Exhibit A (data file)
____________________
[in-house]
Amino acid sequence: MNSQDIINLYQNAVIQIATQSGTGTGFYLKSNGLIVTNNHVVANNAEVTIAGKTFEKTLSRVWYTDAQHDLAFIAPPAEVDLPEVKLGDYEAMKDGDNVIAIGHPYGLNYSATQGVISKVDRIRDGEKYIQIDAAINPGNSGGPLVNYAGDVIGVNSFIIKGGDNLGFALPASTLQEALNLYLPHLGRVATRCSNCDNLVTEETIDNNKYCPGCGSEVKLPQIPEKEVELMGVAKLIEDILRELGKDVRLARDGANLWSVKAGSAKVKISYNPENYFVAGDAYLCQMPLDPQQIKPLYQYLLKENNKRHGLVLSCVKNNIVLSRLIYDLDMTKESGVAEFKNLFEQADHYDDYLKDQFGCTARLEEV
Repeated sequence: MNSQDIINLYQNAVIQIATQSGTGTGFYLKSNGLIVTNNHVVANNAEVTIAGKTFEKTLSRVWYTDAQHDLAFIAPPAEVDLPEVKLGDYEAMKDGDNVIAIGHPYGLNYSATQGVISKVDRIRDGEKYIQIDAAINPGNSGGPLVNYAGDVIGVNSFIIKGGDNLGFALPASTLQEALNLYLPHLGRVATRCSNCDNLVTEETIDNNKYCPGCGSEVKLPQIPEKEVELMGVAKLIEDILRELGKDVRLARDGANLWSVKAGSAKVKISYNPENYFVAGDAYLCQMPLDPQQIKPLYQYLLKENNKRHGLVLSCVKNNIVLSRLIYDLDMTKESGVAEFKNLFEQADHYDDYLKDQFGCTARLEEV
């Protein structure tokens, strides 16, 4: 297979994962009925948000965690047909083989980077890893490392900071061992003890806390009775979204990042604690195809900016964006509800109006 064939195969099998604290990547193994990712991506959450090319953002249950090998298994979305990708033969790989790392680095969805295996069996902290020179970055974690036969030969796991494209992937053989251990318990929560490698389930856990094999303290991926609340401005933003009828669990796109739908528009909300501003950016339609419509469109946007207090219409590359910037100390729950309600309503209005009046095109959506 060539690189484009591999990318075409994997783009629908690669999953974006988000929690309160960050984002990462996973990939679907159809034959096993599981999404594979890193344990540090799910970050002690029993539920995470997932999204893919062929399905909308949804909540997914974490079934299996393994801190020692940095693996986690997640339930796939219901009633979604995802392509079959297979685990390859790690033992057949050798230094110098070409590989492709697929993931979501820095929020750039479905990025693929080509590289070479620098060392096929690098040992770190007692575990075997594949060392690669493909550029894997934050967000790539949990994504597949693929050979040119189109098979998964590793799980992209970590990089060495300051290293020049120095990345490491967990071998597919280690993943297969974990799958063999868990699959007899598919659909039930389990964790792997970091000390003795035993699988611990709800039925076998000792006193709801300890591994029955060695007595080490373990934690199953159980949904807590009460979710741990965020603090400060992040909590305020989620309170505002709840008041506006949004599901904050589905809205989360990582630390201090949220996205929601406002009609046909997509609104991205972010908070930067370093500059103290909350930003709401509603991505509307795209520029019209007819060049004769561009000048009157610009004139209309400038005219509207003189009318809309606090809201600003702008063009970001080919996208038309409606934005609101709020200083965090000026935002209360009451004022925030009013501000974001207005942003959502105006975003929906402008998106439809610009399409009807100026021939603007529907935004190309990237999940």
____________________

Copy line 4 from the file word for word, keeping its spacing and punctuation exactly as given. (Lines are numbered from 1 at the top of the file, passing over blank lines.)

């Protein structure tokens, strides 16, 4: 297979994962009925948000965690047909083989980077890893490392900071061992003890806390009775979204990042604690195809900016964006509800109006 064939195969099998604290990547193994990712991506959450090319953002249950090998298994979305990708033969790989790392680095969805295996069996902290020179970055974690036969030969796991494209992937053989251990318990929560490698389930856990094999303290991926609340401005933003009828669990796109739908528009909300501003950016339609419509469109946007207090219409590359910037100390729950309600309503209005009046095109959506 060539690189484009591999990318075409994997783009629908690669999953974006988000929690309160960050984002990462996973990939679907159809034959096993599981999404594979890193344990540090799910970050002690029993539920995470997932999204893919062929399905909308949804909540997914974490079934299996393994801190020692940095693996986690997640339930796939219901009633979604995802392509079959297979685990390859790690033992057949050798230094110098070409590989492709697929993931979501820095929020750039479905990025693929080509590289070479620098060392096929690098040992770190007692575990075997594949060392690669493909550029894997934050967000790539949990994504597949693929050979040119189109098979998964590793799980992209970590990089060495300051290293020049120095990345490491967990071998597919280690993943297969974990799958063999868990699959007899598919659909039930389990964790792997970091000390003795035993699988611990709800039925076998000792006193709801300890591994029955060695007595080490373990934690199953159980949904807590009460979710741990965020603090400060992040909590305020989620309170505002709840008041506006949004599901904050589905809205989360990582630390201090949220996205929601406002009609046909997509609104991205972010908070930067370093500059103290909350930003709401509603991505509307795209520029019209007819060049004769561009000048009157610009004139209309400038005219509207003189009318809309606090809201600003702008063009970001080919996208038309409606934005609101709020200083965090000026935002209360009451004022925030009013501000974001207005942003959502105006975003929906402008998106439809610009399409009807100026021939603007529907935004190309990237999940």